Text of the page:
Ski Stations Keeping the Flame Alive as Snow Shoes Shine


With Record Snowfall and Skiing Still Banned, the Pressure is Mounting from Ski Instructors and… Snow Shoes!

In the Alpes-Maritimes department, not only have the residents been struggling with the immense damage incurred by September storms, they have also seen their ski resorts being forced to remain closed to skiers. It’s a blow that’s difficult to take, particularly when the Southern Alps (unlike their counterparts farther north who get a more guaranteed yearly fall) are not always guaranteed a full season. This year, the snow is just wonderful and both those who profit from the season and those who love the snow have been doing their best to make it happen.

Last weekend, the cross-country ski resort of Gréolières-les Neiges was choked with traffic, with thousands of locals making a break to play in the snow in one of the only ways left for them to do so – with snow shoes. It became so chaotic that the police had to close roads.

Already, shops in the area have been running short of supplies as they struggle to keep up with the demand for the only permissible equipment that will allow them to enjoy the mountains.

For residents of Nice, Gréolières-les Neiges is just an hour and a half away by car and for many, being forced into the snowshoe scene is first:

“I had never done snowshoe-ing before,” admits Niçois Séverine Lanseman. ” When I saw that it was going to be nice this weekend, we got together with a few friends to head up the mountains. We really wanted to walk, get some fresh air and take advantage of the natural resources that we have just an hour and a half from our home. I went out and bought ski pants, a puffy winter jacket and a pair of ski shoes. It was a hard job to get a hold of snow shoes because places in Nice were out of them but we managed to make a few calls and get sorted.”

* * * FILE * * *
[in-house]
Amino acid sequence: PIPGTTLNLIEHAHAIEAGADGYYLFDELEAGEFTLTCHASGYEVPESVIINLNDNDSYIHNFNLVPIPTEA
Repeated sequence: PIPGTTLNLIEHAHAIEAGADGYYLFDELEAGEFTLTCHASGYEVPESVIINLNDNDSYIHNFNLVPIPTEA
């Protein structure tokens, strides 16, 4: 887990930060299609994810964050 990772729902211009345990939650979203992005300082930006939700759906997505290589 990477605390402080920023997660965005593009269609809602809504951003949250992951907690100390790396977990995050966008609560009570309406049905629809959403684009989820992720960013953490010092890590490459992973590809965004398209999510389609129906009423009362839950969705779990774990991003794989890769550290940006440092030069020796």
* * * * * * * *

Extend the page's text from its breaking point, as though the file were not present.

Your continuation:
On Saturday evening, meanwhile, the deserted ski resorts of France were the scene of a scenic protest from members of the ESF (Ecole du Ski Français), who were calling on the Government to allow the ski-lifts to re-open to salvage something of the remainder of the ski season.

Thousands of ski instructors from France’s largest ski school took part in the event that consisted of a torchlit descent. Representing the 220 schools in the country who employ some 17,000 ski instructors, the symbolic action was “our mountainy way of bringing our difficulties to the attention of the government.” So said Eric Brèche, President of the French Union of Ski Instructors.

Meanwhile, according to a report in a recent edition of Le Figaro newspaper, a group of approximately 60 people gathered in the main square in the ski resort of Auron last Saturday (photo above), partying and listening to music in direct contravention of Covid regulations in the country. Tut-tut!

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